For example, here are six “Don’ts” when working with Expressives:
--DON’T put down the Expressive’s enthusiasm and excitement.
--DON’T be cool and impersonal.
--DON’T be impatient with side trips and creativity.
--DON’T be too serious.
--DON’T give too much detail.
For the list of six “DO’s” when working with Expressives (example: “DO illustrate concepts with stories.”) and the Do’s and Don’ts for the other three styles, visit the People Bucket webpage and download the worksheet, “Do’s and Don’ts for the Four Social Styles.”
JOIN US AT THESE WORKSHOPS AND WEBINARS!
--Aug. 23, 2011 (Tuesday) – Webinar: 3 Core Competencies for God-honoring Church Governance with Steve Macchia and Dan Busby (hosted by ECFA)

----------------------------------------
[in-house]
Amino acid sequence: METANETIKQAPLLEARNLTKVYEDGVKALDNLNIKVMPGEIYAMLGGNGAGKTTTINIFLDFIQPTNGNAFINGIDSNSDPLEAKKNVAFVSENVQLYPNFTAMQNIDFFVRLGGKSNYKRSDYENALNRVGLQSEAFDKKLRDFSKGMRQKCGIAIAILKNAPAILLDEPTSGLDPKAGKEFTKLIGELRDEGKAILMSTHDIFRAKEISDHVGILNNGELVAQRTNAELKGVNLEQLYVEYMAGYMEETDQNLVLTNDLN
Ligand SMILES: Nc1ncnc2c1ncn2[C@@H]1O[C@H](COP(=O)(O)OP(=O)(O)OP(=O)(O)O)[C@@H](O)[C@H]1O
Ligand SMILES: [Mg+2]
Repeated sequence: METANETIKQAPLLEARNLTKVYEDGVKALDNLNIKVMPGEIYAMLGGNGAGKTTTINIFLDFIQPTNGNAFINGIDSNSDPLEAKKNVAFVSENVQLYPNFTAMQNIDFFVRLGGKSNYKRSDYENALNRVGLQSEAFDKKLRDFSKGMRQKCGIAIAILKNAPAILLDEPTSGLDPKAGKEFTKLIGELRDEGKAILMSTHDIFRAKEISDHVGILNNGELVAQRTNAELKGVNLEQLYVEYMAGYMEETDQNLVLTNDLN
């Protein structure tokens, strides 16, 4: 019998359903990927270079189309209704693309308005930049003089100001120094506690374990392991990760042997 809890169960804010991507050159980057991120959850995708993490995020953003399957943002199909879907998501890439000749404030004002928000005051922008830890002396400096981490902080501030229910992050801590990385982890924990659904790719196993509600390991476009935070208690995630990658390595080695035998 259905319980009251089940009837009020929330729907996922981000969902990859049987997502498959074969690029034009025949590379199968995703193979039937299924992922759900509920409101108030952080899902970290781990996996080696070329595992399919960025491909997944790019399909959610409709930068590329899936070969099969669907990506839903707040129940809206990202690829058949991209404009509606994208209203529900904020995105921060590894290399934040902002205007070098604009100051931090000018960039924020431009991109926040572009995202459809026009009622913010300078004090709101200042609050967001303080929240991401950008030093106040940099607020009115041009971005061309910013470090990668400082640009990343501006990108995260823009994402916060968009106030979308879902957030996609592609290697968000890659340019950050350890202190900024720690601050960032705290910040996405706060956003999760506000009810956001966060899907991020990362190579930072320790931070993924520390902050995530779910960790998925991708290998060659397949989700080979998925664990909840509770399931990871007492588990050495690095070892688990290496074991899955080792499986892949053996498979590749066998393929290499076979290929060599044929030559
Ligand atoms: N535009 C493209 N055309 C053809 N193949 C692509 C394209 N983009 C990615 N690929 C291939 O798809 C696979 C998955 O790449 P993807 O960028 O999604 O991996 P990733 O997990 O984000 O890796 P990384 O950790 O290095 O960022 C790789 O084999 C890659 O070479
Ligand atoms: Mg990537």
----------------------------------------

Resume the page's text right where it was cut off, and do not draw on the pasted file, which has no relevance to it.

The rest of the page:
--Sept. 8, 2011 (Thursday) – Webinar: Goal Alignment—The Missing Link in Leadership Effectiveness (hosted by The Mission Exchange)
--Sept. 23, 2011 (Tuesday) – Webinar: 3 Core Competencies for Nonprofit Ministry Governance with Steve Macchia and Dan Busby (hosted by ECFA)
--Sept. 17, 2011 (Saturday) – Nonprofit Board Governance Workshop (hosted by Town and Country Manor, Santa Ana, Calif.)
--Sept. 27-28, 2011 (Tues. & Wed.) – Mastering the Management Buckets Workshop Experience, (Orange County, Calif.)
--Oct. 6, 2011 (Thursday) – The Top-10 Hiring Mistakes (Orange County, Calif.)
--Oct. 7, 2011 (Friday) - Goal Alignment: How to Turbo-charge Your Organization by Focusing on S.M.A.R.T. Goals for Every Team Member, Board Member & Volunteer (Orange County, Calif.)
--Oct. 20, 2011 (Thursday) - 9 Governance Essentials for Nonprofit Ministries Forum, with Steve Macchia and Dan Busby (sponsored by ECFA and hosted by Focus on the Family, Colorado Springs, Colo.)